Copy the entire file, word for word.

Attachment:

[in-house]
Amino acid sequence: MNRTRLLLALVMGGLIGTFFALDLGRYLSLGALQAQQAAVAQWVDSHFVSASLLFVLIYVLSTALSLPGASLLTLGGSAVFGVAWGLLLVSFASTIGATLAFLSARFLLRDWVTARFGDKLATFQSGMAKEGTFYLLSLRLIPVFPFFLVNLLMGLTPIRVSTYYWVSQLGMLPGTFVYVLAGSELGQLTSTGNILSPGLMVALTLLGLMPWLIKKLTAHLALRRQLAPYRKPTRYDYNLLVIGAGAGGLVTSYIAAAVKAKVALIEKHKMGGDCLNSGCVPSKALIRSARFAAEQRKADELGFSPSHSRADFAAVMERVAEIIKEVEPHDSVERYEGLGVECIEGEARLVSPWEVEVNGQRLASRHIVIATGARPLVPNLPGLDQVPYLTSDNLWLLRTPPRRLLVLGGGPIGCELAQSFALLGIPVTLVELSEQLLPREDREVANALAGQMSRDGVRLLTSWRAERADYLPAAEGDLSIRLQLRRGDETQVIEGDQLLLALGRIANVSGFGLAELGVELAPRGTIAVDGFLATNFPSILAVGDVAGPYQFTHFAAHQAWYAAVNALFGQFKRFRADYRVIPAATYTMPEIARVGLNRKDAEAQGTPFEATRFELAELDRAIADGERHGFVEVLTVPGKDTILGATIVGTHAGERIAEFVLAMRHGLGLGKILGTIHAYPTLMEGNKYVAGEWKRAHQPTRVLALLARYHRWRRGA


[in-house]
Amino acid sequence: MNRTRLLLALVMGGLIGTFFALDLGRYLSLGALQAQQAAVAQWVDSHFVSASLLFVLIYVLSTALSLPGASLLTLGGSAVFGVAWGLLLVSFASTIGATLAFLSARFLLRDWVTARFGDKLATFQSGMAKEGTFYLLSLRLIPVFPFFLVNLLMGLTPIRVSTYYWVSQLGMLPGTFVYVLAGSELGQLTSTGNILSPGLMVALTLLGLMPWLIKKLTAHLALRRQLAPYRKPTRYDYNLLVIGAGAGGLVTSYIAAAVKAKVALIEKHKMGGDCLNSGCVPSKALIRSARFAAEQRKADELGFSPSHSRADFAAVMERVAEIIKEVEPHDSVERYEGLGVECIEGEARLVSPWEVEVNGQRLASRHIVIATGARPLVPNLPGLDQVPYLTSDNLWLLRTPPRRLLVLGGGPIGCELAQSFALLGIPVTLVELSEQLLPREDREVANALAGQMSRDGVRLLTSWRAERADYLPAAEGDLSIRLQLRRGDETQVIEGDQLLLALGRIANVSGFGLAELGVELAPRGTIAVDGFLATNFPSILAVGDVAGPYQFTHFAAHQAWYAAVNALFGQFKRFRADYRVIPAATYTMPEIARVGLNRKDAEAQGTPFEATRFELAELDRAIADGERHGFVEVLTVPGKDTILGATIVGTHAGERIAEFVLAMRHGLGLGKILGTIHAYPTLMEGNKYVAGEWKRAHQPTRVLALLARYHRWRRGA